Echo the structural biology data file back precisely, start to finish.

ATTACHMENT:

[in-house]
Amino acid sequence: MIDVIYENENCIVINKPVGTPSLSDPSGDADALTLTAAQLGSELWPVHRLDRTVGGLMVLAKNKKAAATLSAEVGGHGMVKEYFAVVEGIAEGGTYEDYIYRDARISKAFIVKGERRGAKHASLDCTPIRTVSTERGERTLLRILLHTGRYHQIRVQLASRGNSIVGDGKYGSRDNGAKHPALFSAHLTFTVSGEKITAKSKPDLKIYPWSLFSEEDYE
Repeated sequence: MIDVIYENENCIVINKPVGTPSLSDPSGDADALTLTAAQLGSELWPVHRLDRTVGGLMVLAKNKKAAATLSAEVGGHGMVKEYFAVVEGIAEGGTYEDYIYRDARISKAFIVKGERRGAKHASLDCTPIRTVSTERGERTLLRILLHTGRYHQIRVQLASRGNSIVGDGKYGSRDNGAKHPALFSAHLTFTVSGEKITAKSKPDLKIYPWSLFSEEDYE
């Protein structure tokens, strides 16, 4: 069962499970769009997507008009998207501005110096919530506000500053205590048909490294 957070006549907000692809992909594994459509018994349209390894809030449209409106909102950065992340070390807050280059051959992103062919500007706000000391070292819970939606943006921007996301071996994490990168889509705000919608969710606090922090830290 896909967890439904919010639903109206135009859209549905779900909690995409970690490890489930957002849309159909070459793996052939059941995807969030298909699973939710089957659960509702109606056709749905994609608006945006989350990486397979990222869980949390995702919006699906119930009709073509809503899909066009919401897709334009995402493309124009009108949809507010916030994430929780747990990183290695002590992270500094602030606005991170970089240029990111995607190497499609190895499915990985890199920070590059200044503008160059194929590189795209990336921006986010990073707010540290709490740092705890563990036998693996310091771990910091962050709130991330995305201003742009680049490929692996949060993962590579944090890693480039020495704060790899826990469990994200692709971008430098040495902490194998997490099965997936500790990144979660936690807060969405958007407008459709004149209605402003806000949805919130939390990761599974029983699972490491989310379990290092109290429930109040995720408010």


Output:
[in-house]
Amino acid sequence: MIDVIYENENCIVINKPVGTPSLSDPSGDADALTLTAAQLGSELWPVHRLDRTVGGLMVLAKNKKAAATLSAEVGGHGMVKEYFAVVEGIAEGGTYEDYIYRDARISKAFIVKGERRGAKHASLDCTPIRTVSTERGERTLLRILLHTGRYHQIRVQLASRGNSIVGDGKYGSRDNGAKHPALFSAHLTFTVSGEKITAKSKPDLKIYPWSLFSEEDYE
Repeated sequence: MIDVIYENENCIVINKPVGTPSLSDPSGDADALTLTAAQLGSELWPVHRLDRTVGGLMVLAKNKKAAATLSAEVGGHGMVKEYFAVVEGIAEGGTYEDYIYRDARISKAFIVKGERRGAKHASLDCTPIRTVSTERGERTLLRILLHTGRYHQIRVQLASRGNSIVGDGKYGSRDNGAKHPALFSAHLTFTVSGEKITAKSKPDLKIYPWSLFSEEDYE
């Protein structure tokens, strides 16, 4: 069962499970769009997507008009998207501005110096919530506000500053205590048909490294 957070006549907000692809992909594994459509018994349209390894809030449209409106909102950065992340070390807050280059051959992103062919500007706000000391070292819970939606943006921007996301071996994490990168889509705000919608969710606090922090830290 896909967890439904919010639903109206135009859209549905779900909690995409970690490890489930957002849309159909070459793996052939059941995807969030298909699973939710089957659960509702109606056709749905994609608006945006989350990486397979990222869980949390995702919006699906119930009709073509809503899909066009919401897709334009995402493309124009009108949809507010916030994430929780747990990183290695002590992270500094602030606005991170970089240029990111995607190497499609190895499915990985890199920070590059200044503008160059194929590189795209990336921006986010990073707010540290709490740092705890563990036998693996310091771990910091962050709130991330995305201003742009680049490929692996949060993962590579944090890693480039020495704060790899826990469990994200692709971008430098040495902490194998997490099965997936500790990144979660936690807060969405958007407008459709004149209605402003806000949805919130939390990761599974029983699972490491989310379990290092109290429930109040995720408010």